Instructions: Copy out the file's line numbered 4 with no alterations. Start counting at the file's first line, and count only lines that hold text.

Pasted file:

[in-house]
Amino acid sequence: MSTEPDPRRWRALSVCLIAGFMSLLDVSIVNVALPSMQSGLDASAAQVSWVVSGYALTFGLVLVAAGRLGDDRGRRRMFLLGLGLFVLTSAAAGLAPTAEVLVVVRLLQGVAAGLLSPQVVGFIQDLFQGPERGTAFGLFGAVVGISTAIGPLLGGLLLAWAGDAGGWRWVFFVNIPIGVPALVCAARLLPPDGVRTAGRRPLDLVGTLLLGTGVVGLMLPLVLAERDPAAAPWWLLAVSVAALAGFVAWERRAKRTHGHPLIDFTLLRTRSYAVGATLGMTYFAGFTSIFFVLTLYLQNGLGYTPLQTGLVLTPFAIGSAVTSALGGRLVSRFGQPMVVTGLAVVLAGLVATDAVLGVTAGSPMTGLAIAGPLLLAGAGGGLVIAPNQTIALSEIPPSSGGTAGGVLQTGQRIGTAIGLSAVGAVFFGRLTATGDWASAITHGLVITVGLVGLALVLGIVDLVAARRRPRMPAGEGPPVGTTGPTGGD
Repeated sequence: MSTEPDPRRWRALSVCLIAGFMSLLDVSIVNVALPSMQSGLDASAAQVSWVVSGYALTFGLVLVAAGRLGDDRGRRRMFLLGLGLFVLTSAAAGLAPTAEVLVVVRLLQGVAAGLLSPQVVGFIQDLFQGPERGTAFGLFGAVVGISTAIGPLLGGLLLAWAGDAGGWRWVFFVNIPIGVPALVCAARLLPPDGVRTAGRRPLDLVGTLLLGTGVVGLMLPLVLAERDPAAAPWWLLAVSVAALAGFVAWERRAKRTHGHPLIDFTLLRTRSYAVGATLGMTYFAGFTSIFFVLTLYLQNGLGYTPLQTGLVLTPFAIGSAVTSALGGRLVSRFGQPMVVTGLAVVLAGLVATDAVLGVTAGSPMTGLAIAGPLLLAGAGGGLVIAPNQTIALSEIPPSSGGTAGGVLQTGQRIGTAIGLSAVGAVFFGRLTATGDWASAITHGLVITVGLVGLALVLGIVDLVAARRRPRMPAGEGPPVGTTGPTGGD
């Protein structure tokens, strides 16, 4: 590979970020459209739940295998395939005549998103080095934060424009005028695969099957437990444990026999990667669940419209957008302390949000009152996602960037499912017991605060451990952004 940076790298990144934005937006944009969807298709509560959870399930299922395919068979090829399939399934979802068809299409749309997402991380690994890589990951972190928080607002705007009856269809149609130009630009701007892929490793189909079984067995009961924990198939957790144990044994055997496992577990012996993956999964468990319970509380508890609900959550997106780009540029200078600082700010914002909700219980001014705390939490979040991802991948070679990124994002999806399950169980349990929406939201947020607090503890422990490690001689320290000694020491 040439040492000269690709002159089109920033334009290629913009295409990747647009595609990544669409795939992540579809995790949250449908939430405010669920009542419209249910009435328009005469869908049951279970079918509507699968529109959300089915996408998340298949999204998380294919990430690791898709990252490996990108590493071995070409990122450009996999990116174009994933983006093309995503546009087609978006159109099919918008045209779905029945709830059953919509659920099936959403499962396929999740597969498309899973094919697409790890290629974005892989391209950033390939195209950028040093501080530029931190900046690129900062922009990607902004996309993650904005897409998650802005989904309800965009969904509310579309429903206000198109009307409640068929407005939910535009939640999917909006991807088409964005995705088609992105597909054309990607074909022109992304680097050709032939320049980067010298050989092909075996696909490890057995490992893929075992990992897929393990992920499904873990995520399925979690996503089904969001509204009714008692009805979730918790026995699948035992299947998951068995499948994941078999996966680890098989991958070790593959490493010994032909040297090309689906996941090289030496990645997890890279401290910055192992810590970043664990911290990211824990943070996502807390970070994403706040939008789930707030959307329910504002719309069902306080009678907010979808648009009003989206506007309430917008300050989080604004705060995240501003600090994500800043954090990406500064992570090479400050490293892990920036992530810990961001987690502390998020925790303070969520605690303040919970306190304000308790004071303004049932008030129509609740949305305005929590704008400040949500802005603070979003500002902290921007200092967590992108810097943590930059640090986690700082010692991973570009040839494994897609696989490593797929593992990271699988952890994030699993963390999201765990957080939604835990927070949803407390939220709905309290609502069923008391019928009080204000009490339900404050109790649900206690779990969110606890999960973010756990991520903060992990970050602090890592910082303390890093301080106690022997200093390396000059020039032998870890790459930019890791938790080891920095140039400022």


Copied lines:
């Protein structure tokens, strides 16, 4: 590979970020459209739940295998395939005549998103080095934060424009005028695969099957437990444990026999990667669940419209957008302390949000009152996602960037499912017991605060451990952004 940076790298990144934005937006944009969807298709509560959870399930299922395919068979090829399939399934979802068809299409749309997402991380690994890589990951972190928080607002705007009856269809149609130009630009701007892929490793189909079984067995009961924990198939957790144990044994055997496992577990012996993956999964468990319970509380508890609900959550997106780009540029200078600082700010914002909700219980001014705390939490979040991802991948070679990124994002999806399950169980349990929406939201947020607090503890422990490690001689320290000694020491 040439040492000269690709002159089109920033334009290629913009295409990747647009595609990544669409795939992540579809995790949250449908939430405010669920009542419209249910009435328009005469869908049951279970079918509507699968529109959300089915996408998340298949999204998380294919990430690791898709990252490996990108590493071995070409990122450009996999990116174009994933983006093309995503546009087609978006159109099919918008045209779905029945709830059953919509659920099936959403499962396929999740597969498309899973094919697409790890290629974005892989391209950033390939195209950028040093501080530029931190900046690129900062922009990607902004996309993650904005897409998650802005989904309800965009969904509310579309429903206000198109009307409640068929407005939910535009939640999917909006991807088409964005995705088609992105597909054309990607074909022109992304680097050709032939320049980067010298050989092909075996696909490890057995490992893929075992990992897929393990992920499904873990995520399925979690996503089904969001509204009714008692009805979730918790026995699948035992299947998951068995499948994941078999996966680890098989991958070790593959490493010994032909040297090309689906996941090289030496990645997890890279401290910055192992810590970043664990911290990211824990943070996502807390970070994403706040939008789930707030959307329910504002719309069902306080009678907010979808648009009003989206506007309430917008300050989080604004705060995240501003600090994500800043954090990406500064992570090479400050490293892990920036992530810990961001987690502390998020925790303070969520605690303040919970306190304000308790004071303004049932008030129509609740949305305005929590704008400040949500802005603070979003500002902290921007200092967590992108810097943590930059640090986690700082010692991973570009040839494994897609696989490593797929593992990271699988952890994030699993963390999201765990957080939604835990927070949803407390939220709905309290609502069923008391019928009080204000009490339900404050109790649900206690779990969110606890999960973010756990991520903060992990970050602090890592910082303390890093301080106690022997200093390396000059020039032998870890790459930019890791938790080891920095140039400022």